The older I get, though, the more I relate to Paul’s inner jerk. First of all, he’s ridiculously sarcastic, and being from New Jersey, I find this highly endearing. I see myself in his passionate, emotional ups and downs, and in his utter frustrations with the people around him. I relate to the writer in him — the one who needs to get it all out onto papyrus (or whatever they used back then) and maybe who forgets to use his inner filter.
Last night, I got a fresh wave of perspective on Paul — and I’m talking a personal perspective, not a theological one. I am reading Anne Lamott’s Hallelujah Anway, and in it she talks about the thorn in Paul’s side in 2 Corinthians, and she connects it with the things he does that he does not want to do in Romans. For the first time, I started to understand that Paul’s struggle may very well be much like mine — not some theoretical, holier-than-thou construct, but a real flaw that kept him enslaved and in bondage.
I’d always imagined the thorn in Paul’s side to be some sort of physical limitation. A limp, perhaps. Or bad eyesight, after his first Jesus experience, when those weird things like scales fell from his eyes. I never thought of the thorn in his side being a character flaw, something that he hated about himself, a thing he swore each day he would not do, only to find himself smack in the middle of doing it.
Maybe he had a sexual attraction to someone he shouldn’t have, and couldn’t stop thinking about that person. Maybe he gathered hatred in his heart like poison berries from a bush, or couldn’t get past making racially biased assumptions about Samaritan people. Perhaps, like me, he swore off M&Ms thrice daily only to find his head buried in a bag of the things just before bedtime, night after craving-riddled night. Perhaps his self-talk was filled with hateful rhetoric and curse words, a vicious cycle of not living up to the law he held so high.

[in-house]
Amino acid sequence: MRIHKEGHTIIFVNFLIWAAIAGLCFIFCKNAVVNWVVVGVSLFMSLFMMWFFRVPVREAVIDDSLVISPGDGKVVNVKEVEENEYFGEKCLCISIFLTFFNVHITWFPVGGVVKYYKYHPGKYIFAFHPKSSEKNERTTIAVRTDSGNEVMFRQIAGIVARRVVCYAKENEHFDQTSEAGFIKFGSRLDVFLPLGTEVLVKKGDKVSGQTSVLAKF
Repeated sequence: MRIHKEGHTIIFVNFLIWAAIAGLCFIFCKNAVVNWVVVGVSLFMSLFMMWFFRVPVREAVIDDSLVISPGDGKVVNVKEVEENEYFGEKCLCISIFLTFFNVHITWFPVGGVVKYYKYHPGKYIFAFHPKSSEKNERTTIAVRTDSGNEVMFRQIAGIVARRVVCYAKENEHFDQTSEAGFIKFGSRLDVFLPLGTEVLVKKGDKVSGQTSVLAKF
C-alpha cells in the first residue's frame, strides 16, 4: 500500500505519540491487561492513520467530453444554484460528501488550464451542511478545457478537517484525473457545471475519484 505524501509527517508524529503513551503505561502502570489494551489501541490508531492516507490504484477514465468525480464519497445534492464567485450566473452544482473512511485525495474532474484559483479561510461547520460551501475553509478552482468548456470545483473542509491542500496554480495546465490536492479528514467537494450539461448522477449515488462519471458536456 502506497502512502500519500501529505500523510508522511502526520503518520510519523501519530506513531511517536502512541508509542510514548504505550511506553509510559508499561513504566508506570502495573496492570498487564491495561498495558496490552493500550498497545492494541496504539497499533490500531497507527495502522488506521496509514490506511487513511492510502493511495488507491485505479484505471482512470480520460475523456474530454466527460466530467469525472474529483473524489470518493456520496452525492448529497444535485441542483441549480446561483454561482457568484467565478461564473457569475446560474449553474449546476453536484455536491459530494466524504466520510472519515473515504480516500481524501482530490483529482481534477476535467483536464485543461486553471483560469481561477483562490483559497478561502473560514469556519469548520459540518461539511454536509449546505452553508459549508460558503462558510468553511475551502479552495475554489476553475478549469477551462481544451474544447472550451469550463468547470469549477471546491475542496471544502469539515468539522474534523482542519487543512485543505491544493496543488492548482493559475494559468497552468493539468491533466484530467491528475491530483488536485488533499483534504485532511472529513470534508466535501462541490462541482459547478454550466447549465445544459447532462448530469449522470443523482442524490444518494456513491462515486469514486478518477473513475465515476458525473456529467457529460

Suddenly, I started to like Paul even more than I did on the day I found out he cursed in the Bible.
I never really understood what it meant when God told Paul, “My grace and mercy will have to be enough for you.” But as I read Anne’s book — a book about rediscovering mercy — I had a flash of understanding. Maybe what God was saying is, “Even when you’re a jerk, my grace is still here for you, and my mercy is still sufficient to cover you.”
“When other people reject a core part of your identity, until you hate yourself and wish that precious part of you could be ripped out of your very center, my grace is still here for you, and my mercy will love you even when you hate yourself, even when they kick you out of conventions.”
“Even when you have your face in a bag of M&Ms, or you drop F-bombs in church (when you actually go to church), and when you lick that grudge against your brother like a pearl, my grace is still here for you, and my mercy still covers you.”